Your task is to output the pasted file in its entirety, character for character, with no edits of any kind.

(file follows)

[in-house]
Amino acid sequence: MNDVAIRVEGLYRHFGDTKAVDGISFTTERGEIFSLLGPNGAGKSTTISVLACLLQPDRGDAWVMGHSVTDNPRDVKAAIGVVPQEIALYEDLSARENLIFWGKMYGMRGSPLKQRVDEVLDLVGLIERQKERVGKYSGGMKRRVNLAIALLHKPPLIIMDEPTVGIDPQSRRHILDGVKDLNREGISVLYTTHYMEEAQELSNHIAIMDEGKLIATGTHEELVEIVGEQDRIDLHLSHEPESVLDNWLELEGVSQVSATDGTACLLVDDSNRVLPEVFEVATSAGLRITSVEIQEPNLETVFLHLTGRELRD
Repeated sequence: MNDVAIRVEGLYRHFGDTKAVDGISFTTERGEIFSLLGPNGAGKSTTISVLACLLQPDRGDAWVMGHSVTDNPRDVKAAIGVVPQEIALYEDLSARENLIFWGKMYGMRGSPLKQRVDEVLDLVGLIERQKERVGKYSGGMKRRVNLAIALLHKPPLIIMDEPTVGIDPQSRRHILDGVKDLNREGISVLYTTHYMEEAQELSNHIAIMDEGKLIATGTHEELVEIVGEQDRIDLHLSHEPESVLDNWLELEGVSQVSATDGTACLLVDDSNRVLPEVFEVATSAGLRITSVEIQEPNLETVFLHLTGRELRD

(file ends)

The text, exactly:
[in-house]
Amino acid sequence: MNDVAIRVEGLYRHFGDTKAVDGISFTTERGEIFSLLGPNGAGKSTTISVLACLLQPDRGDAWVMGHSVTDNPRDVKAAIGVVPQEIALYEDLSARENLIFWGKMYGMRGSPLKQRVDEVLDLVGLIERQKERVGKYSGGMKRRVNLAIALLHKPPLIIMDEPTVGIDPQSRRHILDGVKDLNREGISVLYTTHYMEEAQELSNHIAIMDEGKLIATGTHEELVEIVGEQDRIDLHLSHEPESVLDNWLELEGVSQVSATDGTACLLVDDSNRVLPEVFEVATSAGLRITSVEIQEPNLETVFLHLTGRELRD
Repeated sequence: MNDVAIRVEGLYRHFGDTKAVDGISFTTERGEIFSLLGPNGAGKSTTISVLACLLQPDRGDAWVMGHSVTDNPRDVKAAIGVVPQEIALYEDLSARENLIFWGKMYGMRGSPLKQRVDEVLDLVGLIERQKERVGKYSGGMKRRVNLAIALLHKPPLIIMDEPTVGIDPQSRRHILDGVKDLNREGISVLYTTHYMEEAQELSNHIAIMDEGKLIATGTHEELVEIVGEQDRIDLHLSHEPESVLDNWLELEGVSQVSATDGTACLLVDDSNRVLPEVFEVATSAGLRITSVEIQEPNLETVFLHLTGRELRD